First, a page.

The research, led by Mohamad Koubeissi at GWU in Washington DC, was originally tasked with analyzing a woman with epilepsy. The neuroscientists were stimulating regions of the brain with electrodes in an attempt to discover where her seizures originated from. Then, when they stimulated the claustrum — a thin region of the brain underneath the neocortex — the patient slowly lost consciousness. When the stimulation was removed, consciousness returned. When the claustrum was stimulated, the woman just stopped whatever she was doing (speaking, reading, moving) and stared blankly into space; when stimulation was removed, she continued as normal with no recollection of what had just happened. [DOI: 10.1016/j.yebeh.2014.05.027 – “Electrical stimulation of a small brain area reversibly disrupts consciousness”]
Speaking to New Scientist, Koubeissi said: “I would liken it to a car. A car on the road has many parts … but there’s only one spot where you turn the key and it all switches on and works together. So while consciousness is a complicated process created via many structures and networks – we may have found the key. [Read: Human consciousness is simply a state of matter, like a solid or liquid – but quantum.]
As you might expect when it comes to bleeding-edge neuroscience, there are some caveats to the research — most notably, the study only looked at the brain of one person, and due to her epilepsy (and previous removal of part of her hippocampus) she doesn’t necessarily represent a “normal” brain. In short, more research needs to be done — and following the publishing of this paper, you can be guaranteed that there will be more research into the claustrum.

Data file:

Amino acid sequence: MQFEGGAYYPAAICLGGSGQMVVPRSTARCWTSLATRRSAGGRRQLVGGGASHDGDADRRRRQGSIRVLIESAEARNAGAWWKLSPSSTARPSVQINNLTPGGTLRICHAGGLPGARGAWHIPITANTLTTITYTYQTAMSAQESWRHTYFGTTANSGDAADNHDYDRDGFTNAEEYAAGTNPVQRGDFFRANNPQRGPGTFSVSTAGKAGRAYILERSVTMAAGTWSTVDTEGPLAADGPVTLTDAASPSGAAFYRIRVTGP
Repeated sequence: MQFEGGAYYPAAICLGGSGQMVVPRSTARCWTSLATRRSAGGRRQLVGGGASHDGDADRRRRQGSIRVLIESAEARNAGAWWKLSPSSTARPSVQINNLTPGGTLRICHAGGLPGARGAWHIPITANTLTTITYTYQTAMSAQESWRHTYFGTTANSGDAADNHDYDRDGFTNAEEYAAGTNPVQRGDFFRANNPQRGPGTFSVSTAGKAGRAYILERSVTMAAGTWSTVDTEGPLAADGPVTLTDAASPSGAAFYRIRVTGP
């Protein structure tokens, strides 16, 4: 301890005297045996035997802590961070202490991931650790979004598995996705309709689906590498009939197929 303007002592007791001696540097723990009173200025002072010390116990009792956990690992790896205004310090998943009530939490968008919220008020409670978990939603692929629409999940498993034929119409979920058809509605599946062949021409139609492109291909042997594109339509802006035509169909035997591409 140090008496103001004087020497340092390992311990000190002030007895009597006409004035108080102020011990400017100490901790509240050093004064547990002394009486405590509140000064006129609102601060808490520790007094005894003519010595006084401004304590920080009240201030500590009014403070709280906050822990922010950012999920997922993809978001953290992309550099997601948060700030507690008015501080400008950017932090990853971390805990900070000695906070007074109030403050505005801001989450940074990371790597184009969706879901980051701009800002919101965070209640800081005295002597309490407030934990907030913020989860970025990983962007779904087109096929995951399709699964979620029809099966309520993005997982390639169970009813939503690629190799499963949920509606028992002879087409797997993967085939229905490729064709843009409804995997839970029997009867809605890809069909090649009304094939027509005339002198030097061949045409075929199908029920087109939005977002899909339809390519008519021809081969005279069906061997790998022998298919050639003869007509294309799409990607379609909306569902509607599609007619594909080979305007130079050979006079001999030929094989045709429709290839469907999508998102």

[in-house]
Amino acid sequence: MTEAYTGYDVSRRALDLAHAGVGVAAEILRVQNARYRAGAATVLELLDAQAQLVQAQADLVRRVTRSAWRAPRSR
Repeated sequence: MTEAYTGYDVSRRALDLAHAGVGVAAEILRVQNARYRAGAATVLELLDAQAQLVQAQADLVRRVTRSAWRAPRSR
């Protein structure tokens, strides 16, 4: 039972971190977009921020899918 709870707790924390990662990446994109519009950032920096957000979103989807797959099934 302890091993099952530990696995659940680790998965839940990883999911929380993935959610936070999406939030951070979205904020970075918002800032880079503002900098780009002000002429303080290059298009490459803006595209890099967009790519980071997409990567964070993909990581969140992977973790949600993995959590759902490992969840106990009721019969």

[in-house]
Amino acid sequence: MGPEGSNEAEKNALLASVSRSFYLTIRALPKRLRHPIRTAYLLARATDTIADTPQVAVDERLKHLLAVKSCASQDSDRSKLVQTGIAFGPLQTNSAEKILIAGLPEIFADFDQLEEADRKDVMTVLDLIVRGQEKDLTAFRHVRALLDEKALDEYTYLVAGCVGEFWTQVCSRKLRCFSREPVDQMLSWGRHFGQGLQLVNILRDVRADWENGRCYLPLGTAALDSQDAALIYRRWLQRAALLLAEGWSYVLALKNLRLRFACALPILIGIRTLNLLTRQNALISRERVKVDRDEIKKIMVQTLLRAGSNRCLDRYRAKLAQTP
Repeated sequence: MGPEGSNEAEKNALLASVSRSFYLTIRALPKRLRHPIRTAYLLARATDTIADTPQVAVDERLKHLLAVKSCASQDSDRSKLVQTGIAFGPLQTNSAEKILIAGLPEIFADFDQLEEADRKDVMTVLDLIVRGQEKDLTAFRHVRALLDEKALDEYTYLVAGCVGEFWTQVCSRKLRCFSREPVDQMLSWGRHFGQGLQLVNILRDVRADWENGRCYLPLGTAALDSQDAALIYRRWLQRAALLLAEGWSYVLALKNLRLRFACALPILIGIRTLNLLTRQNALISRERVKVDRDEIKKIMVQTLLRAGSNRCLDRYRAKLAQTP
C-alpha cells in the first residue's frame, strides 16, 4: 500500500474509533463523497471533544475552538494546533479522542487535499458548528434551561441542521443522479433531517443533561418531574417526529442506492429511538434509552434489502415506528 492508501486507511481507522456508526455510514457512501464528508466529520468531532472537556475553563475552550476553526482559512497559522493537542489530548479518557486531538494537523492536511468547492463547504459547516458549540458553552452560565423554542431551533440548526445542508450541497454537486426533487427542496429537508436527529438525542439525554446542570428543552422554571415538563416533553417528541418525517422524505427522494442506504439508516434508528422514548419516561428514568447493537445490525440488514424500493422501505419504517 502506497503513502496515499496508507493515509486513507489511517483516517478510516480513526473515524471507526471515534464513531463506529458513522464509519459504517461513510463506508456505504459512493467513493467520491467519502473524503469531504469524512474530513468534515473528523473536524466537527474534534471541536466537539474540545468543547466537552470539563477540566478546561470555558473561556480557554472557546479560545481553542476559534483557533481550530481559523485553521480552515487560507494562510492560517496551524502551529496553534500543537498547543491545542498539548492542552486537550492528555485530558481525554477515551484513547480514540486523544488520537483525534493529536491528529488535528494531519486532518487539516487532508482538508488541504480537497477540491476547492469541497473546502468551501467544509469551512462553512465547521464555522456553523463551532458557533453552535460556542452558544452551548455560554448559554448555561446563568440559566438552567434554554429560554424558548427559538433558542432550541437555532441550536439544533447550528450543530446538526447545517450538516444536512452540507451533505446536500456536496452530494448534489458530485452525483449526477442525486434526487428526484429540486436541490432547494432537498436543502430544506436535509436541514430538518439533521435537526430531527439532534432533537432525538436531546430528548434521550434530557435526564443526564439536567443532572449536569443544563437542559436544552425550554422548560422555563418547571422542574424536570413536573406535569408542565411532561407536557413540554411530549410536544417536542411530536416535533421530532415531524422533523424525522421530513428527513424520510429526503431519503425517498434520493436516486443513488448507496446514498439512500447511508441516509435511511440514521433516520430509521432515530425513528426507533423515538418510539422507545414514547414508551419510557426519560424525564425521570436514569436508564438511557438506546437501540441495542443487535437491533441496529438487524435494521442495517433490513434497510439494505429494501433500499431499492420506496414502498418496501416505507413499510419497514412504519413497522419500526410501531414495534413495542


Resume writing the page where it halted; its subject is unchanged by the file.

If it turns out that the claustrum is the seat of consciousness, the repercussions could be monumental. Consciousness — the idea that we are somehow greater than the sum of our dumb animal senses — has always been a rather sticky concept. The general idea is that consciousness is one of the key factors that makes us human — that imbues us with humanity — rather than merely roaming around, responding to hard-coded instincts.
Curiously, even though stimulating the claustrum removed consciousness, the patient was still awake. Consciousness is often discussed in relation to wakefulness, but seemingly they are not as closely connected as originally thought. This new research could also inform us about anesthesia and comas — two other areas of medicine we still know very little about. [Read: MIT discovers the location of memories: Individual neurons.]
Finally, it’s worth pointing out that the claustrum is believed to be present in all mammalian brains. Does this mean that all dogs and cats are conscious and self-aware? When the human (or other mammalian) fetus develops a claustrum, does it become conscious? What about other, simpler animals that don’t have a claustrum? Interesting questions that neuroscientists are no doubt be racing to answer.
yuan @ metahealthuniversity.com